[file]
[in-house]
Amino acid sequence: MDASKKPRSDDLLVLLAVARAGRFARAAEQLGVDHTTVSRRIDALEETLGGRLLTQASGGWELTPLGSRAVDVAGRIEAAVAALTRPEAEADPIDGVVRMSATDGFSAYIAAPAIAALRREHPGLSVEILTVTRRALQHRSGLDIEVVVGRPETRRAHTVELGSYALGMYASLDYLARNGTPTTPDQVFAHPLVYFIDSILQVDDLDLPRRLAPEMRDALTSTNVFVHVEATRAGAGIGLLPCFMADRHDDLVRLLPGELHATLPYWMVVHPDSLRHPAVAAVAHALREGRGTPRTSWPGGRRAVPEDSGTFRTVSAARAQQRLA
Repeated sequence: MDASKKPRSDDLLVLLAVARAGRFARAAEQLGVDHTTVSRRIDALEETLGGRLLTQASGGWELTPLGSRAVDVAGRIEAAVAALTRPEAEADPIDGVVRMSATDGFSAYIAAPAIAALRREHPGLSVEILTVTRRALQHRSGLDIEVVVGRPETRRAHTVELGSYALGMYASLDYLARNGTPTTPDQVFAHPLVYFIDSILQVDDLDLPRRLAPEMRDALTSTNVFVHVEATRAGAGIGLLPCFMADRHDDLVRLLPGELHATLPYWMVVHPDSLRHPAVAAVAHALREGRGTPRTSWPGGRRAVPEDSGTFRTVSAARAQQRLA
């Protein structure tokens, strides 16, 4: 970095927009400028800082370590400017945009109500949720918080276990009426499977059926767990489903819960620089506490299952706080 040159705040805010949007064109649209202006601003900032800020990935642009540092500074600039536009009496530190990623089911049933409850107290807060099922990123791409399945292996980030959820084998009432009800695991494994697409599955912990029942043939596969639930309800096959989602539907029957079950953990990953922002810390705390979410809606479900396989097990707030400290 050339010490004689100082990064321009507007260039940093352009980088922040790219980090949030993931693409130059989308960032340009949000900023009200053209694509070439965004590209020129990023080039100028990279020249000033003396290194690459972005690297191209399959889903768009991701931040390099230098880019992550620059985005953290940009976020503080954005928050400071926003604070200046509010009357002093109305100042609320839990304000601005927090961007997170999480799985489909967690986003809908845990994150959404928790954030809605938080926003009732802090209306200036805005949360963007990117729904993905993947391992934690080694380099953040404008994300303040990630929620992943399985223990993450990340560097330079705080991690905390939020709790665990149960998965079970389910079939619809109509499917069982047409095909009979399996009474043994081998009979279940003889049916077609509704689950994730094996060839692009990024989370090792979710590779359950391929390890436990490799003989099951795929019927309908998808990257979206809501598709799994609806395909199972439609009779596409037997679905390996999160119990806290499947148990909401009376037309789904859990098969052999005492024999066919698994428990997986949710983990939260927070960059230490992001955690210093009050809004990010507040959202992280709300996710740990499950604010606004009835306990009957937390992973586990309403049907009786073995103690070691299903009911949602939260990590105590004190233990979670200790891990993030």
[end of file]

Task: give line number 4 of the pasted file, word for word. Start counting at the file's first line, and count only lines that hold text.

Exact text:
């Protein structure tokens, strides 16, 4: 970095927009400028800082370590400017945009109500949720918080276990009426499977059926767990489903819960620089506490299952706080 040159705040805010949007064109649209202006601003900032800020990935642009540092500074600039536009009496530190990623089911049933409850107290807060099922990123791409399945292996980030959820084998009432009800695991494994697409599955912990029942043939596969639930309800096959989602539907029957079950953990990953922002810390705390979410809606479900396989097990707030400290 050339010490004689100082990064321009507007260039940093352009980088922040790219980090949030993931693409130059989308960032340009949000900023009200053209694509070439965004590209020129990023080039100028990279020249000033003396290194690459972005690297191209399959889903768009991701931040390099230098880019992550620059985005953290940009976020503080954005928050400071926003604070200046509010009357002093109305100042609320839990304000601005927090961007997170999480799985489909967690986003809908845990994150959404928790954030809605938080926003009732802090209306200036805005949360963007990117729904993905993947391992934690080694380099953040404008994300303040990630929620992943399985223990993450990340560097330079705080991690905390939020709790665990149960998965079970389910079939619809109509499917069982047409095909009979399996009474043994081998009979279940003889049916077609509704689950994730094996060839692009990024989370090792979710590779359950391929390890436990490799003989099951795929019927309908998808990257979206809501598709799994609806395909199972439609009779596409037997679905390996999160119990806290499947148990909401009376037309789904859990098969052999005492024999066919698994428990997986949710983990939260927070960059230490992001955690210093009050809004990010507040959202992280709300996710740990499950604010606004009835306990009957937390992973586990309403049907009786073995103690070691299903009911949602939260990590105590004190233990979670200790891990993030």